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Sask. crop insurance program adds vegetable pilot program, coverage increases for 2021

Coverage is increasing 22 per cent, from $224 per acre last year to $273 per acre in 2021
crop-insurance2021
Deputy premier and finance minister Donna Harpauer (L) with Jeff Morrow (R), acting president and CEO of Saskatchewan Crop Insurance Corporation, announcing changes to the crop insurance program for 2021.

Saskatchewan producers can expect a record high level of crop insurance coverage from the provincial program this year, with enhancements to the program announced leading into this year’s growing season.

Deputy premier and finance minister Donna Harpauer joined Jeff Morrow, acting president and CEO of Saskatchewan Crop Insurance Corporation (SCIC), to share details of the 2021 Crop Insurance program on Feb. 23.

“SCIC is dedicated to supporting Saskatchewan producers. The changes to the Crop Insurance program introduced today will continue to build on previous program enhancements,” said Harpauer.

Coverage under the SCIC is increasing 22 per cent, from $224 per acre last year to $273 per acre in 2021. The high value is accredited to higher commodity prices and increased yield coverage.

Due to coverage increases, the average premium cost per acre for producers in 2021 is expected to be higher than the previous year, reaching $8.59 compared to $7.40 in 2020.

The program is currently in a strong financial position, said officials, resulting in a 20 per cent reduction in average premium cost per dollar for the last six years, contributing to a 10-year average decline of 42 per cent.

“We understand that each farm operation is different. SCIC offers a suite of programs that work together to provide producers with comprehensive protection against the unexpected,” said Harpauer.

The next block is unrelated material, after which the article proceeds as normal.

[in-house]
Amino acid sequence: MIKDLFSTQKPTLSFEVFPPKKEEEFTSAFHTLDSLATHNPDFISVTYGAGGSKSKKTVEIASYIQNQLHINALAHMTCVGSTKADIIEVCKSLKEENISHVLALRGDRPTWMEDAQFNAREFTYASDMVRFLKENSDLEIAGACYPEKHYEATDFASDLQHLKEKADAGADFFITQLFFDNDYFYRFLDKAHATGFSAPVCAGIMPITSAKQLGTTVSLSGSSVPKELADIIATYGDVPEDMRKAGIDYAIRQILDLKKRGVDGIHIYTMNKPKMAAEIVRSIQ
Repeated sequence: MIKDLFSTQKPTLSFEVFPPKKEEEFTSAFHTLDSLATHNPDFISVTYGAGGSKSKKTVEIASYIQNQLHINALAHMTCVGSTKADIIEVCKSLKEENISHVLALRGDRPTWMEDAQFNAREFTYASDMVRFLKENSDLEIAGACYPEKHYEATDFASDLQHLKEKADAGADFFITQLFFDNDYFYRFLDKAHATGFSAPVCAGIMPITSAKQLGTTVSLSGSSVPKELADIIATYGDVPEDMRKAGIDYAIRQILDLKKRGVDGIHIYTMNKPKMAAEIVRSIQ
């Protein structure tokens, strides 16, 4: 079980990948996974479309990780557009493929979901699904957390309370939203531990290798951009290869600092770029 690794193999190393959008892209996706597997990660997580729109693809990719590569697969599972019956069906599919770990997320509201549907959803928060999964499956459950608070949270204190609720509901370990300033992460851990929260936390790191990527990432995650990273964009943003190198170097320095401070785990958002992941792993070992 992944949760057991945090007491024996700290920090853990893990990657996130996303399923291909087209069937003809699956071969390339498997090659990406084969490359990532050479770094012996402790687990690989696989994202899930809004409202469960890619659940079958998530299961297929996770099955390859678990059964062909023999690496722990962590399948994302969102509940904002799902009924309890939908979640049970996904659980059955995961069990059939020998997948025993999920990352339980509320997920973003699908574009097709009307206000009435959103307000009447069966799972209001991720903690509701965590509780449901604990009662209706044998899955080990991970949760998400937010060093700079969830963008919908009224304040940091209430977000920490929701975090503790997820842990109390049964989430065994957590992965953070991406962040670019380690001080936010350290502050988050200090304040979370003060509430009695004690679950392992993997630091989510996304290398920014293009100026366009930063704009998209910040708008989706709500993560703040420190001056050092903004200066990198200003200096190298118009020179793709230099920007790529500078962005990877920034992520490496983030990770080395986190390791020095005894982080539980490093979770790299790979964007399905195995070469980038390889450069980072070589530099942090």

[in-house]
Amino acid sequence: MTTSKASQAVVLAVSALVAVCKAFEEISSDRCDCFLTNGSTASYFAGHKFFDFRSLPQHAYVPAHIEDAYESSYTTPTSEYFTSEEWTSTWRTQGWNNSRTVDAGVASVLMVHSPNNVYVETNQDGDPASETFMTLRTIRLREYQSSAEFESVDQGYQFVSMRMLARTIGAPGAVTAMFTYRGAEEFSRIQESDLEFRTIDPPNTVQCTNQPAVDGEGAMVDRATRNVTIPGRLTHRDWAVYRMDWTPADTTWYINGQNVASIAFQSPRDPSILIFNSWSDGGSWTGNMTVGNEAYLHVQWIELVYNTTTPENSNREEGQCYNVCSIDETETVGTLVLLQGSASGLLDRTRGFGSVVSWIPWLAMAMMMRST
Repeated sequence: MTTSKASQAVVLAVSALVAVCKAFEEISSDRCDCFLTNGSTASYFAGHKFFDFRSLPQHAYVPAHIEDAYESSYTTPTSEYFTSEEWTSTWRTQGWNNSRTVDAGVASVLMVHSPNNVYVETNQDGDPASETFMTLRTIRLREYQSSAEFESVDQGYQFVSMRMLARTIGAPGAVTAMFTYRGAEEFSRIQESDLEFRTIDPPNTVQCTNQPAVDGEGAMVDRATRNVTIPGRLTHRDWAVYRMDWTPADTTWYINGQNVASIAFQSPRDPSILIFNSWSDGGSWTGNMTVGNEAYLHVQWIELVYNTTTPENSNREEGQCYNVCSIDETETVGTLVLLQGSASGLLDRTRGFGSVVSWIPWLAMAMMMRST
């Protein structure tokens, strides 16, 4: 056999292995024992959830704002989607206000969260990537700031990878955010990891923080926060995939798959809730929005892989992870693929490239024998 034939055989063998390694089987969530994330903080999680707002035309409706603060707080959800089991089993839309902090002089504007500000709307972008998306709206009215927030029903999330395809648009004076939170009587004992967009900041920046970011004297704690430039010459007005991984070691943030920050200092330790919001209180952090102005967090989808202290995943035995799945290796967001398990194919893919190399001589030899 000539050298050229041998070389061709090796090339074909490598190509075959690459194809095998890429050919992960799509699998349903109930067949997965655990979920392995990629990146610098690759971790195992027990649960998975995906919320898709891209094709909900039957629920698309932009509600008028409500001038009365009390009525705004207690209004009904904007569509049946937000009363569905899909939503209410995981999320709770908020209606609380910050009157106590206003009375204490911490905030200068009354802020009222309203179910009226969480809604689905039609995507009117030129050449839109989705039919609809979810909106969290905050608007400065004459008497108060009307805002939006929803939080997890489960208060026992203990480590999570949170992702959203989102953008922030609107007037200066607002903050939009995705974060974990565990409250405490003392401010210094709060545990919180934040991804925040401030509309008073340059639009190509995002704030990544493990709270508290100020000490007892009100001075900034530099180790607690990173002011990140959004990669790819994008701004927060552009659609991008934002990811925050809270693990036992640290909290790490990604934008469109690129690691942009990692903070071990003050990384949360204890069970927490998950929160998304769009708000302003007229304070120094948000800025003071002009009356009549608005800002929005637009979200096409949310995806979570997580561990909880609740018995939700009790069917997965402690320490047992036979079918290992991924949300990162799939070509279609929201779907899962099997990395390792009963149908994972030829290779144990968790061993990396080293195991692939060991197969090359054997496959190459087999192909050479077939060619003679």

An annual review of establishment benefit values has resulted in an increase for several crops. Canola is now valued at $70 per acre, green lentils at $50 per acre, red lentils at $30 per acre and corn at $95 per acre. 

Chickpea production is also on the rise in Saskatchewan, resulting in an update to the base grade for larger-scale Kabuli chickpeas to reflect current marketing patterns and increase the insured price and quality loss coverage.

The establishment benefit value of large Kabuli chickpeas will also be increasing to $65 per acre and small Kabuli chickpeas to $45 per acre.

“I think the changes to the chickpea base grade calculation better reflect the size and quality of chickpeas that Kabuli chickpea producers are producing these days,” said Carl Potts, executive director of Saskatchewan Pulse Growers. “It’s a welcome development and one we look forward to seeing in the marketplace.”

New in 2021

The SCIC is also increasing program opportunities for forage producers, allowing producers growing tame hay the option to insure their hay crops under the Forage Rainfall Insurance Program, where payments will now be calculated by rainfall levels instead of overall yields, or the Multi-Peril Crop Insurance Program. This option is new in 2021, following feedback from producers to reduce complexities during the insurance adjustment process.

Forage producers can also look forward to an increase in the Native Forage Establishment Program for newly seeded native forage acres, with coverage increasing from $75 to $200 per acre. Tame hay is increasing to $90 per acre and sweet clover to $65 per acre.

Coverage for large-scale vegetable growers is being introduced for the first time in 2021. In consultation with the Saskatchewan Vegetable Growers’ Association, the SCIC has developed new programming to support the rising sector.

New for 2021, the Commercial Vegetable Program is launching as a pilot program offering stand-alone coverage for damage to cabbage and pumpkin crops, the two most prominent commercial vegetable crops currently being grown in Saskatchewan. 

“We’re quite pleased about some of the enhancements, in particular with the vegetable pilot program. We think that will create more diversity in the agriculture industry,” said Ray Orb, president of the Saskatchewan Association of Rural Municipalities.

Vegetable producers must have a minimum of eight acres to qualify for the pilot coverage program, with no limit on participation numbers. Currently, Morrow estimated that less than a dozen large-scale vegetable producers exist in Saskatchewan.

The deadline for producers to apply for or to make changes to current crop insurance contracts is on March. 31, and can be done by contacting their local SCIC office.